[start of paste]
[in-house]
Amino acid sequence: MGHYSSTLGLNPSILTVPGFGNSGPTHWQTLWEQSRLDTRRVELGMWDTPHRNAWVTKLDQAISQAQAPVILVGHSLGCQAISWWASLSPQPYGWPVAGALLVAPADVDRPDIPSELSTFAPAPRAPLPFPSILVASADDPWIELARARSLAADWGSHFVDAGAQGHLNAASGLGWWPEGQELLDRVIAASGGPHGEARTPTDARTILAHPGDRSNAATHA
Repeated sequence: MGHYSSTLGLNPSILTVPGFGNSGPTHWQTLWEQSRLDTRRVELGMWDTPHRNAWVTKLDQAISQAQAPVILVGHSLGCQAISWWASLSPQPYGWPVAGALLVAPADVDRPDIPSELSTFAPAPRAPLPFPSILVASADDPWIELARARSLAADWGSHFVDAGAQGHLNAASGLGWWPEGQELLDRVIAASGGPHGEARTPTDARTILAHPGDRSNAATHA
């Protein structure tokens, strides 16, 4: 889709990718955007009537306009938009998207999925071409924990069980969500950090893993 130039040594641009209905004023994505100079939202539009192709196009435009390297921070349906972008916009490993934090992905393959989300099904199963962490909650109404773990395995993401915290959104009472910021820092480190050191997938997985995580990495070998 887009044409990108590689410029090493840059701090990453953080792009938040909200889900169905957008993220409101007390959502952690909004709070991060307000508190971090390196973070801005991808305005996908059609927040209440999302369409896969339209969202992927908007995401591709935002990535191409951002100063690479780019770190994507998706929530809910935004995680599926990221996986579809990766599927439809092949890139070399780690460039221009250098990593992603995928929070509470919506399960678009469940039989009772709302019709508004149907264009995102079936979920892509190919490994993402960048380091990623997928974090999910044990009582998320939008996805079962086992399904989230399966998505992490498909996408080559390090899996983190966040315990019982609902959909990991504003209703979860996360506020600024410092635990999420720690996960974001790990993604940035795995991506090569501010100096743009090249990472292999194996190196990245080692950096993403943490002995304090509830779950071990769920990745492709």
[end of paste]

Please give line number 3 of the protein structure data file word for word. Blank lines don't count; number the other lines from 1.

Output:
Repeated sequence: MGHYSSTLGLNPSILTVPGFGNSGPTHWQTLWEQSRLDTRRVELGMWDTPHRNAWVTKLDQAISQAQAPVILVGHSLGCQAISWWASLSPQPYGWPVAGALLVAPADVDRPDIPSELSTFAPAPRAPLPFPSILVASADDPWIELARARSLAADWGSHFVDAGAQGHLNAASGLGWWPEGQELLDRVIAASGGPHGEARTPTDARTILAHPGDRSNAATHA